If, like the vast majority of CS grads, your career is to write code for a standard/traditional software company, i.e. web, business apps, etc., then no, you don't need to know a lot about how a computer works. Your goal is to implement business decisions (i.e. write software that makes the business more efficient, more money, etc..) Anything that distracts you from implementing business code, such as memory allocation, vi/emacs, overly complex version control (*cough*git*cough*), "fringe" languages, and so on, is inefficient.
However, if you dislike being a code drone, or just happen to work in a career where scalability, parallelism, performance, and/or resource efficiency is paramount, then yes, you will appreciate a class in C, Assembly, or even an intro EE course that introduces you to IC chips and breadboxes.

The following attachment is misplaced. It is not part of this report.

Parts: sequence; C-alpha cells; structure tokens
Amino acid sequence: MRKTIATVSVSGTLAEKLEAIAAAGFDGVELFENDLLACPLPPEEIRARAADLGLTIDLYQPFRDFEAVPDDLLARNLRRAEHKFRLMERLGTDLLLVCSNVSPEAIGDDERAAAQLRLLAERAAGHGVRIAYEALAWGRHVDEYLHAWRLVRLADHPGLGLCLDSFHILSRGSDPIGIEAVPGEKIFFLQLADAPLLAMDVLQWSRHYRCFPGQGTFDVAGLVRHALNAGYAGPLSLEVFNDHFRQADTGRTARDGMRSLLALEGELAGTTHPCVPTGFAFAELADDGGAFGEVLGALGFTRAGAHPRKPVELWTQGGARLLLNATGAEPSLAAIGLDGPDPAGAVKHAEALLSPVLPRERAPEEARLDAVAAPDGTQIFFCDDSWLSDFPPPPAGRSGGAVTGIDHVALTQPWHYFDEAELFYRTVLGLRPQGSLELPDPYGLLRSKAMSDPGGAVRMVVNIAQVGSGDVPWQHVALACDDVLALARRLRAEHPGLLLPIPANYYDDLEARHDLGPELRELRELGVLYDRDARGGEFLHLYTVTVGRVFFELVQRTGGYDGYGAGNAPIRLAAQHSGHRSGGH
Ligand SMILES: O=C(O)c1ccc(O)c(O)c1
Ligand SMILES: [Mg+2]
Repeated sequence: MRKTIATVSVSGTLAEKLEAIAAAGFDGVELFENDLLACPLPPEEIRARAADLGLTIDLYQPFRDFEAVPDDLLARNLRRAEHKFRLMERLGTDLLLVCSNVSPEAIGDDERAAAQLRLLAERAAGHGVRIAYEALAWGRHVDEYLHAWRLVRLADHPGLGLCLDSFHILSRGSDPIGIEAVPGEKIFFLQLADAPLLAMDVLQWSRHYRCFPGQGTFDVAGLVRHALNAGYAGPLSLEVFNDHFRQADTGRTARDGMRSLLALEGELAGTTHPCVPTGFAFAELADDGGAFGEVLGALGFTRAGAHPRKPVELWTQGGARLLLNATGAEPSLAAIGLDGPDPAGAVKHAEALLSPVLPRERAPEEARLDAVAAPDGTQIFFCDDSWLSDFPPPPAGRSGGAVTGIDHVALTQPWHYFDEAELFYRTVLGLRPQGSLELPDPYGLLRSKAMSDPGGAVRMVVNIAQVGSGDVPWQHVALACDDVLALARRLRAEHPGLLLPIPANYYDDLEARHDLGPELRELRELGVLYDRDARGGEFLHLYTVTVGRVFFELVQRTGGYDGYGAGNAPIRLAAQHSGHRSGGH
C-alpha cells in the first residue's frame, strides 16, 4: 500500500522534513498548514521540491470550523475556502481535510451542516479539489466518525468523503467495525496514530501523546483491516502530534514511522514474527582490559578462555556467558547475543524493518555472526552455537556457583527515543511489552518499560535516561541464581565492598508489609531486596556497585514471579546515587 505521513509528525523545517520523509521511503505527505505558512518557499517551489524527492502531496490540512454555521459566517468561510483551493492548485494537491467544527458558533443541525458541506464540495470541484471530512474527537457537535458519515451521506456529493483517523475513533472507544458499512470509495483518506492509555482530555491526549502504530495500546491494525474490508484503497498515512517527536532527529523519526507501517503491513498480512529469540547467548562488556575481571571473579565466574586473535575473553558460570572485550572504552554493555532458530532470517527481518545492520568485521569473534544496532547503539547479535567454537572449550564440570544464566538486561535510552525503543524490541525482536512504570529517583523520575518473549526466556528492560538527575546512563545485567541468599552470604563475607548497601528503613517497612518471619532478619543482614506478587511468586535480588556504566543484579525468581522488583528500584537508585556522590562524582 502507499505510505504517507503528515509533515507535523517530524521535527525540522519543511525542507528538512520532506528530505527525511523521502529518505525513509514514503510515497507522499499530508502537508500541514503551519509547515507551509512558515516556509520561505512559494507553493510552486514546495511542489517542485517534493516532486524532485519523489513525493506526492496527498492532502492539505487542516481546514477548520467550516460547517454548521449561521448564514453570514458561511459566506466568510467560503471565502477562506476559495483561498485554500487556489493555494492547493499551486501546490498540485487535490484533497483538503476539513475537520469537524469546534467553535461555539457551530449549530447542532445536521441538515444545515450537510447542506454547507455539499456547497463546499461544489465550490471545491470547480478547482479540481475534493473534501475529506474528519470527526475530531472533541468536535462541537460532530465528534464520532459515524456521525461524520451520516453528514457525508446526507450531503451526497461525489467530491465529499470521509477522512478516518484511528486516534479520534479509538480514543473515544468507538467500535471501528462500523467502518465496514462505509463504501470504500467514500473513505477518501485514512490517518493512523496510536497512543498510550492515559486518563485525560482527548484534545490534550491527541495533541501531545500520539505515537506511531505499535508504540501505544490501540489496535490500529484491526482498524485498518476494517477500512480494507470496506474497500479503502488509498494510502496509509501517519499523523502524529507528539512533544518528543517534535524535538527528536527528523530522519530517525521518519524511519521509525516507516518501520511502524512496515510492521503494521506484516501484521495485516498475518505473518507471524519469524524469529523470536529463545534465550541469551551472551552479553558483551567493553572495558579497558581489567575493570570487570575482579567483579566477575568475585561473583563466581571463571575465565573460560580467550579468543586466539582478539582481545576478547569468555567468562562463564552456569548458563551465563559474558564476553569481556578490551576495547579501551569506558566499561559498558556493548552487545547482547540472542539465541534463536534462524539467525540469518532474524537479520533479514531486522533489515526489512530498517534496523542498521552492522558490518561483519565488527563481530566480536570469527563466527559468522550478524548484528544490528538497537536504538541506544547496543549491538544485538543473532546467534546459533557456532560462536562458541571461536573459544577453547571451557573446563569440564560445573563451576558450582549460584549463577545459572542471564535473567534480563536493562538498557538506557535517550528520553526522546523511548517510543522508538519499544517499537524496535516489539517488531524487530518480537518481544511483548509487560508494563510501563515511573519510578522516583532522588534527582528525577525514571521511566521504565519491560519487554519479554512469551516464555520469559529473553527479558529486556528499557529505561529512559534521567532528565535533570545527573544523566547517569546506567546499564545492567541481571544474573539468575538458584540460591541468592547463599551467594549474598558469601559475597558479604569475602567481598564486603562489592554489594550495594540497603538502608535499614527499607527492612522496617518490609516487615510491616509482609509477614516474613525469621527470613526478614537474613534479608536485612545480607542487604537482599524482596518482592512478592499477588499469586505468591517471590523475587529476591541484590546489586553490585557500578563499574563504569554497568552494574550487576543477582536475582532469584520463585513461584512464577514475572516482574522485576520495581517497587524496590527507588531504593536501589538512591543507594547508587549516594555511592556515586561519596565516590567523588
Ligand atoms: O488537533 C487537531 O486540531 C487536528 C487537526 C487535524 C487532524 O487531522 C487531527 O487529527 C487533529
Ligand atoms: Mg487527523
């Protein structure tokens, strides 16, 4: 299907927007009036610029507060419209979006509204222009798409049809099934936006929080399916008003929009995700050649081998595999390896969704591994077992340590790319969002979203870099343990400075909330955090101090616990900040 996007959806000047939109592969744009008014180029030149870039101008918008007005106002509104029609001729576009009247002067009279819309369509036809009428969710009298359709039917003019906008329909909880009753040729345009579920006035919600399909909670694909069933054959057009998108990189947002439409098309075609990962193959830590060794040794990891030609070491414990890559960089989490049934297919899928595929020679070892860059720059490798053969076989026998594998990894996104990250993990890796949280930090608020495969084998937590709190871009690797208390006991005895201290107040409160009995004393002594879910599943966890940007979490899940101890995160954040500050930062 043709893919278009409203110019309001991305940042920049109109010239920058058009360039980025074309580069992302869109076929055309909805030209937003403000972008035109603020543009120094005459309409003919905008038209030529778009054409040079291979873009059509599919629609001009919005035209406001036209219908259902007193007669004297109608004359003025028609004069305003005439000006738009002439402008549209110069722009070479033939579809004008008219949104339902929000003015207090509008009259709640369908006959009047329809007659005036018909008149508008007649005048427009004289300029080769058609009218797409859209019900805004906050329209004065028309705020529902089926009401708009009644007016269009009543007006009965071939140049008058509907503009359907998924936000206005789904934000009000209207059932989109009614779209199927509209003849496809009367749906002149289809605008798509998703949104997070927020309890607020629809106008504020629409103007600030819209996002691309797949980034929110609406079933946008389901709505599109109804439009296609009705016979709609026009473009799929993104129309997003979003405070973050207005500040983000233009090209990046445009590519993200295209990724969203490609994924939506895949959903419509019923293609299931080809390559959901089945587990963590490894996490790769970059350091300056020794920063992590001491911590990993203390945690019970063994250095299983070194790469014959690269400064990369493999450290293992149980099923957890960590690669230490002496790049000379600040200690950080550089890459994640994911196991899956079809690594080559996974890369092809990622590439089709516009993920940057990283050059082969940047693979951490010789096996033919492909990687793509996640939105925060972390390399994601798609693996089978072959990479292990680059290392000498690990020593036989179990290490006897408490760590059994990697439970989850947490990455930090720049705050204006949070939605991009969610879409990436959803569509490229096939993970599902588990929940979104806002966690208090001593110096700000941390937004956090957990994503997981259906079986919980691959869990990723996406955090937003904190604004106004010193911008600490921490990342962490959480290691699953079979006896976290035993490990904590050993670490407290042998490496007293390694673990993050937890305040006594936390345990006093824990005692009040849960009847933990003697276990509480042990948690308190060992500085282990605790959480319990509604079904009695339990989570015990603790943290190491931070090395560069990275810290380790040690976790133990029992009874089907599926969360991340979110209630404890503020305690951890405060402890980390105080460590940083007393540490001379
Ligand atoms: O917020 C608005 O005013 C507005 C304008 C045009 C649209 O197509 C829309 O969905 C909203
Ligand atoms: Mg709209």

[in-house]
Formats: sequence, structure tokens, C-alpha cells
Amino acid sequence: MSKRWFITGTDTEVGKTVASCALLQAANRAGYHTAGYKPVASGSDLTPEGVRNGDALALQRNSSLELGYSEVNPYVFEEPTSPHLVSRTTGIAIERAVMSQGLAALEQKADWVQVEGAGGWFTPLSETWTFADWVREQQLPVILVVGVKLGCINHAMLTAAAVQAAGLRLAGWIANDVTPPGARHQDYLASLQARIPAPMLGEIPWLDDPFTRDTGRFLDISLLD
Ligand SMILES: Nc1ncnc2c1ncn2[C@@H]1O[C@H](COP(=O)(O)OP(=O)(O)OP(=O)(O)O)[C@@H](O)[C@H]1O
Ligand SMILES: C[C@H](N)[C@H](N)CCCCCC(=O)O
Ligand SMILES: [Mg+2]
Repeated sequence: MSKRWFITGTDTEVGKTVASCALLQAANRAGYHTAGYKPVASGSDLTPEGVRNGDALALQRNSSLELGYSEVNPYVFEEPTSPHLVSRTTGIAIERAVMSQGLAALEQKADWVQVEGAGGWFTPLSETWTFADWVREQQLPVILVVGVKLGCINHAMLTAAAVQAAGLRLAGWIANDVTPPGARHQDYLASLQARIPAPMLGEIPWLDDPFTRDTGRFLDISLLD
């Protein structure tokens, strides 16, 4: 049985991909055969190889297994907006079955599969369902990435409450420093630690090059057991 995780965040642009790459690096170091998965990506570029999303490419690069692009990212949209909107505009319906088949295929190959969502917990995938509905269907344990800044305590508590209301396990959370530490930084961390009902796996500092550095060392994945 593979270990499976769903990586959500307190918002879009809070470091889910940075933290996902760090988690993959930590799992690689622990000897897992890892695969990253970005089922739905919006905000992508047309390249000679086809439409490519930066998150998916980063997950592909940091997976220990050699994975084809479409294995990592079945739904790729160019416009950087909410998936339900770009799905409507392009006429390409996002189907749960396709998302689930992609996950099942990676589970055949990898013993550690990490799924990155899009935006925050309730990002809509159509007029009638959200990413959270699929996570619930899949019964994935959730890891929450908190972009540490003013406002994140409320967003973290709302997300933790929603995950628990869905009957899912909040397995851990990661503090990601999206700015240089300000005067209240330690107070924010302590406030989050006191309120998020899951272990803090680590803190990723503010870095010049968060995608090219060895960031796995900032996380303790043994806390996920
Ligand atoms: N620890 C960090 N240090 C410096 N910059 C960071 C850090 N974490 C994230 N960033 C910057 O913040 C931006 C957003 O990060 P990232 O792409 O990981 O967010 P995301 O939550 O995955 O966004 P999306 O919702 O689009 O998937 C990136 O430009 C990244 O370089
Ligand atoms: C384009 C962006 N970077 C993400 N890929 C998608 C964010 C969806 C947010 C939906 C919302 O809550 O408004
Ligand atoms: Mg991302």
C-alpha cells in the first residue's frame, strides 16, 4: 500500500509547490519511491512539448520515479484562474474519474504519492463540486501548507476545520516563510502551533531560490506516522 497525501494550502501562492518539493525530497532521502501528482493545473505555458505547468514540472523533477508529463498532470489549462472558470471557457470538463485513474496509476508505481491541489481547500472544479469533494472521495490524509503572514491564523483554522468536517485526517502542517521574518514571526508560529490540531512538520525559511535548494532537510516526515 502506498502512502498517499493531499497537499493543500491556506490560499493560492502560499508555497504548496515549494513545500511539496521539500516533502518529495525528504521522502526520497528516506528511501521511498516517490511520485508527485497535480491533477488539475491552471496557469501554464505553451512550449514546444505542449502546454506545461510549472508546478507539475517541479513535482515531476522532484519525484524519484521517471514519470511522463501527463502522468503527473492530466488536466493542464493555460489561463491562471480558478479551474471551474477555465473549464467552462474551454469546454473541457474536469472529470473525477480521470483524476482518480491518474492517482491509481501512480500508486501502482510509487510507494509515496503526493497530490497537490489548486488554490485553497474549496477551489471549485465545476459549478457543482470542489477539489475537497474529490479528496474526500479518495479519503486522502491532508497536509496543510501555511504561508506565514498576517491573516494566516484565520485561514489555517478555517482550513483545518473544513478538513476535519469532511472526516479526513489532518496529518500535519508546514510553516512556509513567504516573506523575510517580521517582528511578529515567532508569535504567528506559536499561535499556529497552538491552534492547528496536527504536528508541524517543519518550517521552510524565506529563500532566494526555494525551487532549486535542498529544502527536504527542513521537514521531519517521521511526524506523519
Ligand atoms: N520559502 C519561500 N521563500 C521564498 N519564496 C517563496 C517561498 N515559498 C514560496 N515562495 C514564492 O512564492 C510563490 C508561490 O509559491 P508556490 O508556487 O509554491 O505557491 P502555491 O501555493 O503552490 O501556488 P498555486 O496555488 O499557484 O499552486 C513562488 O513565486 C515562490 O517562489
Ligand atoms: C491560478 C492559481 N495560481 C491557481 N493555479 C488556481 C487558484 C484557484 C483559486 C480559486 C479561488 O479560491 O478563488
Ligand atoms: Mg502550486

On a side note, you will also appreciate taking a few business courses so that you can appreciate how differently business people speak and think from engineers. Heck, I would even recommend a few sociology, psychology, and/or history courses as well.